The markets are responding to the coronavirus, but that doesn't mean that advisors should.

Fears caused by the spread of the coronavirus from China to six of the word’s seven continents have caused major equity indexes in the U.S., China, Europe and Japan to fall into correction territory on Thursday.

After financial markets followed Monday’s more than 1,000-point drop in the Dow Jones Industrial Average with consecutive days of continued declines, it’s become clear that the investment world believes coronavirus will significantly disrupt the global economy, wrote Commonwealth CIO Brad McMillan in comments circulated on Wednesday.

“The epidemic has already caused real economic damage in China, and it is likely to keep doing so for at least the first half of the year,” wrote McMillan. “The same case seems likely for South Korea. These two countries are key manufacturing hubs. Any slowdown there could easily migrate to other countries through component shortages, crippling supply chains around the world. Again, there are signs in the electronics and auto industries that the slowdown is already happening, which will be a drag on growth. This risk is largely behind the recent pullback in global markets.”

From a financial planning perspective, however, the news wasn’t all bad. Lowered growth expectations have sent interest rates downward, which will make it more difficult to wring income from client portfolios – but lower rates provide opportunities for other moves like buying a home or refinancing a mortgage, wrote Mark Hamrick, senior economic analyst for, on Wednesday.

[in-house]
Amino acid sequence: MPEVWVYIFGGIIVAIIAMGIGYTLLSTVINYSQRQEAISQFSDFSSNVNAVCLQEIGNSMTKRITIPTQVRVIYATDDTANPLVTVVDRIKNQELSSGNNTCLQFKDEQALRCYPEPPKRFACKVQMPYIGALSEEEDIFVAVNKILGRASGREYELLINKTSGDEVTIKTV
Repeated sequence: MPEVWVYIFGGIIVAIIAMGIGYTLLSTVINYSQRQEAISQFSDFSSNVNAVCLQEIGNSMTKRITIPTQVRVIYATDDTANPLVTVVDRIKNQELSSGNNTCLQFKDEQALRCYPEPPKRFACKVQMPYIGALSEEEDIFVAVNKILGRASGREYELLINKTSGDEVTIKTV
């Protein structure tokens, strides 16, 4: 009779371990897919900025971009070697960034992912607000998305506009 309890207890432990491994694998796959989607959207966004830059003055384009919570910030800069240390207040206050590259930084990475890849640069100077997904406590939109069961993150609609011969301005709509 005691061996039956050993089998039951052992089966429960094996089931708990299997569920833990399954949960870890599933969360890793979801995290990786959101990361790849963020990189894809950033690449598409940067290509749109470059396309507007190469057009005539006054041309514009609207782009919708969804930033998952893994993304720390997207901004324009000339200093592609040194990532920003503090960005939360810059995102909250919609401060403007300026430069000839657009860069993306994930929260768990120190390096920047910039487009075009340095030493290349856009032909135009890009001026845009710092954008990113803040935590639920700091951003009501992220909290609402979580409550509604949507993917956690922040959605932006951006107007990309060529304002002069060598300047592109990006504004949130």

"As with other unexpected events which have had big impacts on financial markets, this episode will pass and investors will have other things to consider, for better and for worse,” said Hamrick. “In the meantime, the steep decline in Treasury yields has been reflected in mortgage interest rates, lending further support to the housing market. That presents opportunities for prospective homebuyers and current homeowners intrigued by the prospect of refinancing."

Mark Hackett, Nationwide’s chief of investment research, argued that this week’s declines represent an overreaction to the spread of the virus.

“Reacting to the spike in VIX and drop in yields is likely an overreaction. It is difficult to gauge the ultimate impact, but violent moves like the last two tend to reverse,” said Hackett. “The move is similar to the decline in August 2015 in the China devaluation, and the S&P 500 index recovered the loss by November and set up for a very strong 2016 and 2017.”

In their own published insights on the market downturn, quantitative investment managers at Richard Bernstein Advisors argued that the impacts of coronavirus will likely be short term – investors should instead be focused on fundamental factors that they believe will be more likely to drive long-term performance: the divergence between U.S. small –cap stocks and large caps, slowing employment growth, a growing federal budget deficit and a flat yield curve all provide ample reasons for investors to temper their bullish sentiments.

According to a report by Columbia Threadneedle Investments’ Josh Kutin, head of asset allocation, and Anwiti Bahuguna, senior portfolio manager and head of multi-asset strategy, most investors are responding to the coronavirus threat by seeking out quality.

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